Teachers back strike for parity

Be the first to comment

Teachers in Northern Ireland belonging to four main teaching unions have voted overwhelmingly to stage industrial action and go on strike for pay parity with teachers in England and Wales from today (1 January). A ballot of the teachers, who belong to four unions in the Northern Ireland Teachers' Council - the Association of Teachers and Lecturers, the Irish National Teachers Organisation (INTO), the NASUWT, and the Ulster Teachers'

Teachers in Northern Ireland belonging to four main teaching unions have voted overwhelmingly to stage industrial action and go on strike for pay parity with teachers in England and Wales from today (1 January).

A ballot of the teachers, who belong to four unions in the Northern Ireland Teachers' Council - the Association of Teachers and Lecturers, the Irish National Teachers Organisation (INTO), the NASUWT, and the Ulster Teachers'

Union (UTU) - found firm support for their unions' recommendations for industrial action, with the two biggest, the NASUWT and INTO, also endorsing strike action.

The ballot was held after the Department of Education told the unions it could not afford to backdate a settlement of 1,060 each from September 2002, although it may be able to pay the money from last September - but gave no guarantee of this.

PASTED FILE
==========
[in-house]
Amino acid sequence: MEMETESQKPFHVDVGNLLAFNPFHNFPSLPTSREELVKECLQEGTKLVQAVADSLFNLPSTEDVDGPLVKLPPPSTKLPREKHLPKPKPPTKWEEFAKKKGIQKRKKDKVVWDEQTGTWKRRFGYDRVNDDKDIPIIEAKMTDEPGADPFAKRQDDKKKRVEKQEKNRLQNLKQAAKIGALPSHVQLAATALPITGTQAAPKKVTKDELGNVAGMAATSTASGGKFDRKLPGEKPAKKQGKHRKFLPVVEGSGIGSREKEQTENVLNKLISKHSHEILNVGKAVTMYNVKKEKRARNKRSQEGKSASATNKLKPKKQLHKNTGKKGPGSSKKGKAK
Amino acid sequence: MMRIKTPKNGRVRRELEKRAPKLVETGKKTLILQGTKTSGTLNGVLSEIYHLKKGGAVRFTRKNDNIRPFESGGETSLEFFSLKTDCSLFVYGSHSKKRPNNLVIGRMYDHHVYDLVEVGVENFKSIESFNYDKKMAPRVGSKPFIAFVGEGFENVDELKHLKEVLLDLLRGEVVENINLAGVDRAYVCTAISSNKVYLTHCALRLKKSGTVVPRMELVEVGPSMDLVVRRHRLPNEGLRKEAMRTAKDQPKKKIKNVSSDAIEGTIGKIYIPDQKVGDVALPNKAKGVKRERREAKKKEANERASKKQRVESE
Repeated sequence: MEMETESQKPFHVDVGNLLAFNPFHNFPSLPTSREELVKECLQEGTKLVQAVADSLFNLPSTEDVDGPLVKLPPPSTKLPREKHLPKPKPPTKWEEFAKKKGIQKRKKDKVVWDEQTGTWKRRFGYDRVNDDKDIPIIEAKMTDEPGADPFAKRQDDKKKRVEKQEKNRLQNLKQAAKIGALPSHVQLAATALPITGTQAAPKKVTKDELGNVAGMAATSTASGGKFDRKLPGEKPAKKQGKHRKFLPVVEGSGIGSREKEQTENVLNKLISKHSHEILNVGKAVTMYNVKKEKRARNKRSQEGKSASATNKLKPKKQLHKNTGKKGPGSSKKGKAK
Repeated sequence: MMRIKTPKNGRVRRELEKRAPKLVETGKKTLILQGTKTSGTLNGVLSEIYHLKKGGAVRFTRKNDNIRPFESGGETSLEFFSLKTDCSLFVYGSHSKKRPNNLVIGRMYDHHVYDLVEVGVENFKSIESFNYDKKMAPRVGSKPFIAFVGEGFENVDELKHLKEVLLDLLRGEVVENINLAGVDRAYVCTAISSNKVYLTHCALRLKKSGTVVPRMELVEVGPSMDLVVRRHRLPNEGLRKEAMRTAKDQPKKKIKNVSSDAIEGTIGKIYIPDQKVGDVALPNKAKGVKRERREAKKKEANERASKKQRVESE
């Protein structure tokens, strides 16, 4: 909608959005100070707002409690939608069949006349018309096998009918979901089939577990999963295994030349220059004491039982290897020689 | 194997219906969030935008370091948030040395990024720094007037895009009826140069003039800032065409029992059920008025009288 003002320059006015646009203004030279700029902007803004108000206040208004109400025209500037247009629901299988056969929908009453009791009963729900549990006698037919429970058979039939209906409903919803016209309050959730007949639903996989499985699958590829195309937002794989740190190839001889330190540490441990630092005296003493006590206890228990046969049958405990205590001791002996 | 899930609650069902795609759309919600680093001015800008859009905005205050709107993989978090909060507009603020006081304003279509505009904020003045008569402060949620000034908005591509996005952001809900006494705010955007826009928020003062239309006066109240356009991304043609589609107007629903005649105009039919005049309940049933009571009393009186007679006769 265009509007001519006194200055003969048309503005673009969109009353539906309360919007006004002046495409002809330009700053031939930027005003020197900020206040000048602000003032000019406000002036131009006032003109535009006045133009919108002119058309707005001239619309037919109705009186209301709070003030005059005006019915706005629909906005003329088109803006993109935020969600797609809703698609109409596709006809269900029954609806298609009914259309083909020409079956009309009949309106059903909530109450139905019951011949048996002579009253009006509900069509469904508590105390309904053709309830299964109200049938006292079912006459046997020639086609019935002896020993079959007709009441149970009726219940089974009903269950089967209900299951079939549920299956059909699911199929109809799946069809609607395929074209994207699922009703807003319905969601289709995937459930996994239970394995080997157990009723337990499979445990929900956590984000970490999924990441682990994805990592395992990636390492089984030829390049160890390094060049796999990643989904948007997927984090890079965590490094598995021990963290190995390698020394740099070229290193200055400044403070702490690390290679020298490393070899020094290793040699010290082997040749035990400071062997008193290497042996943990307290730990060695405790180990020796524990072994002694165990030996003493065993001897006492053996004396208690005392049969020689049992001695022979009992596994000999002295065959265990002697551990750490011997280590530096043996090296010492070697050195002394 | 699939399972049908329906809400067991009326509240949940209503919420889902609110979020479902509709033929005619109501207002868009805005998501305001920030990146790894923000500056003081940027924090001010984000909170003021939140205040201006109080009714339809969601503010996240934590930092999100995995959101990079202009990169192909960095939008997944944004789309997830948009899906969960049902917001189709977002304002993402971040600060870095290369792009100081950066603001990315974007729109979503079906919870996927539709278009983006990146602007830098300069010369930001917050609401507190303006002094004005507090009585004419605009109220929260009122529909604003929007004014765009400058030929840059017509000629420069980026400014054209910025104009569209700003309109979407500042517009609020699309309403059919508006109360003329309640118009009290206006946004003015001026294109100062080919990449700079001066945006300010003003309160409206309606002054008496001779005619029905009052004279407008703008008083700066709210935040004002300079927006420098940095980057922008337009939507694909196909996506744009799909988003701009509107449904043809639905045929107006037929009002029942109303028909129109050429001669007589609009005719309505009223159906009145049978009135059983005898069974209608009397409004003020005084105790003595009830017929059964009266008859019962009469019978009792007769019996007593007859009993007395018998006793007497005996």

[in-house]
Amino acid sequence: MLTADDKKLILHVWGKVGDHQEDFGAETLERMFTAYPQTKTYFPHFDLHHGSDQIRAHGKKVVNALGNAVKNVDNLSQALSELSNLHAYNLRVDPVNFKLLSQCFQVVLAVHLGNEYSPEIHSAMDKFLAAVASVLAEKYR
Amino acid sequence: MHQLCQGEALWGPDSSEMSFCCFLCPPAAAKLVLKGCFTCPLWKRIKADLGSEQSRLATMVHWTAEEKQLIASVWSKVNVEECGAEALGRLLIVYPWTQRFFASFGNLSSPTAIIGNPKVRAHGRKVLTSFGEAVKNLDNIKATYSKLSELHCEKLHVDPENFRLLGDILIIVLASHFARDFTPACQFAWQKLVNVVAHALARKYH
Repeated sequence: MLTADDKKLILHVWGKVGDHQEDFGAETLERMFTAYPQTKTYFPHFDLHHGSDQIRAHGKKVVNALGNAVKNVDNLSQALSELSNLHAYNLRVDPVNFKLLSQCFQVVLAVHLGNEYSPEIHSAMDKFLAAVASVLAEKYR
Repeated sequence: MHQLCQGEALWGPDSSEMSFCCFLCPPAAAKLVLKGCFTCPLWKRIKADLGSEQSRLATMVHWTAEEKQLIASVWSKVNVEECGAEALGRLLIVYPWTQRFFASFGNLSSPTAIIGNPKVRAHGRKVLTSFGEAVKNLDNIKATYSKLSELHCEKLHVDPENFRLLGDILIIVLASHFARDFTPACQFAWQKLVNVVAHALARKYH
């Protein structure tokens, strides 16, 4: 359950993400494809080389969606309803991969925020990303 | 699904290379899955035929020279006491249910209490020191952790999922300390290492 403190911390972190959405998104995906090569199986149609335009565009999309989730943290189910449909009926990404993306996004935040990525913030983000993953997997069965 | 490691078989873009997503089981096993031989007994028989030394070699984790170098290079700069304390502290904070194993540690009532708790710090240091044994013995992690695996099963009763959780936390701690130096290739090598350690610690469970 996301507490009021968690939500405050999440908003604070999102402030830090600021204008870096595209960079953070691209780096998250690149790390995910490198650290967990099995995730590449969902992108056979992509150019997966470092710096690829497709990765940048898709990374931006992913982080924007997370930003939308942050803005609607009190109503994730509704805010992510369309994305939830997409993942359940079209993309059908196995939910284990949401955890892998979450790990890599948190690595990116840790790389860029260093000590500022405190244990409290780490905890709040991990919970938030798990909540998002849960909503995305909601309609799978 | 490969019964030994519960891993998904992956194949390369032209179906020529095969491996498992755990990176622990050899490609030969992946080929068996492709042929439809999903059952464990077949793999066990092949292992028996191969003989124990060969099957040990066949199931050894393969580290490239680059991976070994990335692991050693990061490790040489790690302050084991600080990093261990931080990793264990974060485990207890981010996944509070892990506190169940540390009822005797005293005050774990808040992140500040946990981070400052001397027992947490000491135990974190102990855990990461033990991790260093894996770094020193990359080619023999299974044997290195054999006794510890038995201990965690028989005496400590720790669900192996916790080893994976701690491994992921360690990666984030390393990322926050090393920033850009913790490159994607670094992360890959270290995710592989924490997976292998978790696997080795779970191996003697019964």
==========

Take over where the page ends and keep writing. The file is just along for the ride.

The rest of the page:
Ray Calvin, UTU general secretary, said, 'We are now at a crossroads and need some indication that we could reach a peaceful conclusion to the matters between us and the management side of the teachers' negotiating committee.' He pointed out that teachers in England were paid the extra money from 2002 and that until last year, teachers in Northern Ireland had 'always got what their English colleagues were paid'.

Union members have been asked to boycott all statutory assessment tests at Key Stages 1 to 3. They have also been told to be available to teach in primary schools for 25 hours a week and not to undertake any duties during non-teaching time.

The UTU, which is the only teachers' union based in Northern Ireland and represents about 6,450 members in nursery, primary, secondary and special schools, said that it was clear that 'teachers' unions here cannot accept a situation where Northern Ireland teachers lose over 1,000 a year'.

The Department for Education was unavailable for comment.

blog comments powered by Disqus